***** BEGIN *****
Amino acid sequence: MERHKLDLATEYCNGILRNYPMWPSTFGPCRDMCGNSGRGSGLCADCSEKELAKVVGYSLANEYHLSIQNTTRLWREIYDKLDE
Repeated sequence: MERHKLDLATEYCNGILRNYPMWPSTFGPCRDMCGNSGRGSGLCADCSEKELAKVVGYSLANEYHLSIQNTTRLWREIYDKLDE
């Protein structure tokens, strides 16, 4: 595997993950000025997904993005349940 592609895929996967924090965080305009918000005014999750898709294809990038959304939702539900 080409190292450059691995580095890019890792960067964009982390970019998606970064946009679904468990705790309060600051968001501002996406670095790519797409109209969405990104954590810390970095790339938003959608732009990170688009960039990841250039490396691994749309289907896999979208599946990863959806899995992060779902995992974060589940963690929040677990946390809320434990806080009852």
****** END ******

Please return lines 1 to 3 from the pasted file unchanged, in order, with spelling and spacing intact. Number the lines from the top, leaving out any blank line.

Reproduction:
Amino acid sequence: MERHKLDLATEYCNGILRNYPMWPSTFGPCRDMCGNSGRGSGLCADCSEKELAKVVGYSLANEYHLSIQNTTRLWREIYDKLDE
Repeated sequence: MERHKLDLATEYCNGILRNYPMWPSTFGPCRDMCGNSGRGSGLCADCSEKELAKVVGYSLANEYHLSIQNTTRLWREIYDKLDE
């Protein structure tokens, strides 16, 4: 595997993950000025997904993005349940 592609895929996967924090965080305009918000005014999750898709294809990038959304939702539900 080409190292450059691995580095890019890792960067964009982390970019998606970064946009679904468990705790309060600051968001501002996406670095790519797409109209969405990104954590810390970095790339938003959608732009990170688009960039990841250039490396691994749309289907896999979208599946990863959806899995992060779902995992974060589940963690929040677990946390809320434990806080009852």